Biologics are advanced prescription drugs to treat cancer, rheumatoid arthritis and other debilitating diseases. In November 2010, the Food and Drug Administration began consultation with patient groups, physicians and industry on how to approve the first copies of these drugs, known as follow-on biologics or biosimilars. As the FDA moves forward in implementing this pathway, the Alliance for Safe Biologic Medicines will work to ensure patient safety remains the priority.
In contrast to most drugs that are chemically synthesized and have structures that are known, biologics are complex compounds made from living cells and have highly complex structures that are not easily understood, characterized or replicated. That is why the copies are called biosimilar and not generic. Biosimilars are "similar to" but not exact copies of biologics and small differences can have unexpected or harmful clinical outcomes for patients. While the ultimate goal is to find a balance between producing economical drugs and respecting the drug-discovery process, patient safety should be paramount.
It is critical that a science-based approach be used to put in effect the biosimilars pathway, but the United States need not reinvent the wheel. The European Union began to establish the first formal regulatory pathway for biosimilars in 2003, and that process can serve as a baseline model for the U.S. to improve on. By pioneering in this regulatory area for the last 8 years, the E.U. has gathered much data which can, at a minimum, help inform our own policy makers. We should take advantage of the opportunity to learn from their experiences, both positive and negative.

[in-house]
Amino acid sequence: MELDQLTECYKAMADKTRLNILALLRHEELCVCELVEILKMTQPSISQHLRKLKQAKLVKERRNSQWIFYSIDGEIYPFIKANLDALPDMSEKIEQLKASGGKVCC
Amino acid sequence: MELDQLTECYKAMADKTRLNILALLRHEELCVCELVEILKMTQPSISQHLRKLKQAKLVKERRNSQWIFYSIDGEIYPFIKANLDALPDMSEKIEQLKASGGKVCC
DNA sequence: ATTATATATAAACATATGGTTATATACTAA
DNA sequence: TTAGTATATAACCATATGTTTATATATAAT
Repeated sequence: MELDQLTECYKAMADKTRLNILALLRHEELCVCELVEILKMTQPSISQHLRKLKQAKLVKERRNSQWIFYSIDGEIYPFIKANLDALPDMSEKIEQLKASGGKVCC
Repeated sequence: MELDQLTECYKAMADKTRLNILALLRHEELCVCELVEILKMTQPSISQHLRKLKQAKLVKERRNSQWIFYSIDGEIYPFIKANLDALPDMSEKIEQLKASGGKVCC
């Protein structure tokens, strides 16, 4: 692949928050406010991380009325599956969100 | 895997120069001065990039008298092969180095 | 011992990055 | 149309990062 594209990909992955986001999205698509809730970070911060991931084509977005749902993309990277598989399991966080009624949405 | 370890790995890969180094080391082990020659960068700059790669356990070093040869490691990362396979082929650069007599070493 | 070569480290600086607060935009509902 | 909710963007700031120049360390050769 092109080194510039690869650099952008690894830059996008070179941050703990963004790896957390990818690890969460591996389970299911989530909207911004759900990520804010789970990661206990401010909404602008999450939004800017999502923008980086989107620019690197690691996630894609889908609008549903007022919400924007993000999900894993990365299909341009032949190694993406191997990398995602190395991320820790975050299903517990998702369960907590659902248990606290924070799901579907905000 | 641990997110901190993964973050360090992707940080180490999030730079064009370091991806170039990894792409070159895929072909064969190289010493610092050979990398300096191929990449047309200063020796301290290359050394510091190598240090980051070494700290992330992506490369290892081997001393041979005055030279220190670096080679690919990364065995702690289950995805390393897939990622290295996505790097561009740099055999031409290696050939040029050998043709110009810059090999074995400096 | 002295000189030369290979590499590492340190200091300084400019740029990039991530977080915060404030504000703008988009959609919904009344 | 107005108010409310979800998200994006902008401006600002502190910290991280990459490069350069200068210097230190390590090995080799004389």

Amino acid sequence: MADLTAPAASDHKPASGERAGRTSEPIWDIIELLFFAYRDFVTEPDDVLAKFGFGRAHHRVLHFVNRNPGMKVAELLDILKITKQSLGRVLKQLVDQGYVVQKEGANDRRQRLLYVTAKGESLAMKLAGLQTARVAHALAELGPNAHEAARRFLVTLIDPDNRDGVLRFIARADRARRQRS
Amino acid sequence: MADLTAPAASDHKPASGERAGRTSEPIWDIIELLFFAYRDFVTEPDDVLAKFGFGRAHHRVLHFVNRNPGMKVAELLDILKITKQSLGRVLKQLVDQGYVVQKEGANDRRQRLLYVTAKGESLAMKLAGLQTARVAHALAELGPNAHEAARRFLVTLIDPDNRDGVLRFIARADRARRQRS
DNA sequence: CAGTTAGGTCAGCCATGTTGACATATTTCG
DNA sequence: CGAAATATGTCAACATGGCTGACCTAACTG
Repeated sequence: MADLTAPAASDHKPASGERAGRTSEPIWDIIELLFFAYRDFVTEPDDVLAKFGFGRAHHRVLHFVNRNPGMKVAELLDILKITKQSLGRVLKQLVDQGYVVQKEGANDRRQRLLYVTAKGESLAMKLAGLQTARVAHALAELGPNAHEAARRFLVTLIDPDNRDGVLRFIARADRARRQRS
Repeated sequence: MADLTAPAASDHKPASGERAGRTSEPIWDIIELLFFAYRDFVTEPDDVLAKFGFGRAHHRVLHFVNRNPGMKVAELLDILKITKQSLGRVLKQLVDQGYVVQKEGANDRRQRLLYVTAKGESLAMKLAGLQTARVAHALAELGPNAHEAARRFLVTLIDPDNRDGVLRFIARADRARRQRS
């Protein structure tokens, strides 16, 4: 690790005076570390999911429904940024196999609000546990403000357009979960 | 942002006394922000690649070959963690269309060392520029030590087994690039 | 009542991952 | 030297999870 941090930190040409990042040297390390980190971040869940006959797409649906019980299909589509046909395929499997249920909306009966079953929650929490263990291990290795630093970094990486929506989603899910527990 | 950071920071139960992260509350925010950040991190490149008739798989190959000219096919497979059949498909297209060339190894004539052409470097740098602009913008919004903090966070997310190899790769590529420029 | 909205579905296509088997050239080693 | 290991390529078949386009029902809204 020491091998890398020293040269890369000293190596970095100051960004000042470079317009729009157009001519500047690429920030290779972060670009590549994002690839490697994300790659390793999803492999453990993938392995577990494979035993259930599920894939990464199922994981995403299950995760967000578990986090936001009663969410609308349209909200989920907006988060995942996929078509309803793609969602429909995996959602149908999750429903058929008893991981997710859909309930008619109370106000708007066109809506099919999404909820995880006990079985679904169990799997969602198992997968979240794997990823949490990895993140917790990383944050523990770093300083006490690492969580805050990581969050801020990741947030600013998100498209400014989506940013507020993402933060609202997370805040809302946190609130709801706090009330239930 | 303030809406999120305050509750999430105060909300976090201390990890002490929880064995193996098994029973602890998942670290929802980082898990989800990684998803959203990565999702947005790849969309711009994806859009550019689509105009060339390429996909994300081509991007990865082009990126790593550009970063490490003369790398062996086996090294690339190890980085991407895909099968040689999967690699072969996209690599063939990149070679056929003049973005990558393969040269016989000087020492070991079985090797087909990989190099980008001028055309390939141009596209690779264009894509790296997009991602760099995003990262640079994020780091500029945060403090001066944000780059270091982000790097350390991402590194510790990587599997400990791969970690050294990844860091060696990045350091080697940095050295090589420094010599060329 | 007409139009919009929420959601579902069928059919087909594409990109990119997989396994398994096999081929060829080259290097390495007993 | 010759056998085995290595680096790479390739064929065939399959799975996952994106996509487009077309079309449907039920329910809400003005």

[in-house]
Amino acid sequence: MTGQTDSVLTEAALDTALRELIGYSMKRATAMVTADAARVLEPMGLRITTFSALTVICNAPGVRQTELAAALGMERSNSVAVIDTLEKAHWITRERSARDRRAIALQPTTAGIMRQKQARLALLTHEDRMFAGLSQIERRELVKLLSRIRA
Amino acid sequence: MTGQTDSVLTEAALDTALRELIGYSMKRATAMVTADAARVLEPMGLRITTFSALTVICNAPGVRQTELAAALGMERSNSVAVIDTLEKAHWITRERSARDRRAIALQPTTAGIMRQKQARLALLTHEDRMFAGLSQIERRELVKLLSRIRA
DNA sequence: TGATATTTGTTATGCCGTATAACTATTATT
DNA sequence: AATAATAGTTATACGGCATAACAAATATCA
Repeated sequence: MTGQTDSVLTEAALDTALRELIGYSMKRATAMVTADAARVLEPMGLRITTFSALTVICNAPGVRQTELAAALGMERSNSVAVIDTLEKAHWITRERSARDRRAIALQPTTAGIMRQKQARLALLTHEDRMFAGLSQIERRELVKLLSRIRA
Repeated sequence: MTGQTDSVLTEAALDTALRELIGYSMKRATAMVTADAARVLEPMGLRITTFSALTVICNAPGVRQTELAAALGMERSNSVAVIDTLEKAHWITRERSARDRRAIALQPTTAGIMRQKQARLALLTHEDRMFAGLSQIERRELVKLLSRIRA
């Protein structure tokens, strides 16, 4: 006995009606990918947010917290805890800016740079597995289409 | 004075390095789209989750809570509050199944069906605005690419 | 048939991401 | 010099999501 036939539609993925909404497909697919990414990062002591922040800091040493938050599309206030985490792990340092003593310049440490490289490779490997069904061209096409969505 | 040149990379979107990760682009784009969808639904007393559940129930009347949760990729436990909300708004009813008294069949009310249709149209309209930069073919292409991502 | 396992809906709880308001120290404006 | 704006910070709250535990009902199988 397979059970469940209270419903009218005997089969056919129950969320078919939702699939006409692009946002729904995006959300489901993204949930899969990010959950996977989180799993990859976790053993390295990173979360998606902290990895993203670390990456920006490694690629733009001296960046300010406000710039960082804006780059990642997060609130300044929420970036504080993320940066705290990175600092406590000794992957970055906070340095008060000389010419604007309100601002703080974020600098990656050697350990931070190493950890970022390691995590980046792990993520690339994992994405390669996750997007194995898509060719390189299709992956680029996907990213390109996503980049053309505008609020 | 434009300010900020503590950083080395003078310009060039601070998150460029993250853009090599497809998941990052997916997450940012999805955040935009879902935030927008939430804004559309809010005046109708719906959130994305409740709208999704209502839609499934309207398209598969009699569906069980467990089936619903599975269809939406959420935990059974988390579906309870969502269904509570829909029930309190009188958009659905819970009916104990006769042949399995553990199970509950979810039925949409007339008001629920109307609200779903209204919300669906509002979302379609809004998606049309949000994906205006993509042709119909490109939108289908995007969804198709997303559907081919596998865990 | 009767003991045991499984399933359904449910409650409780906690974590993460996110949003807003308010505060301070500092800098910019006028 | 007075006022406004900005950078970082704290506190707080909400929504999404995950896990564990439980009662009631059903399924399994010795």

Pharmacovigilance is the surveillance of a drug's performance, particularly of adverse reactions, after it has been released for marketing. Because biosimilars could be approved on less data than other medicines, pharmacovigilance is extra important. Before biosimilars are introduced into the U.S. market, a robust traceability system (including distinctive labels, product tracking codes, and a way to report adverse events) must be in place to ensure accurate surveillance.
Doctors and patients should be able to carefully choose the best course of treatment rather than have legislators and regulators decide for them. The path the government decides to pursue in approving biosimilars should reinforce this principle.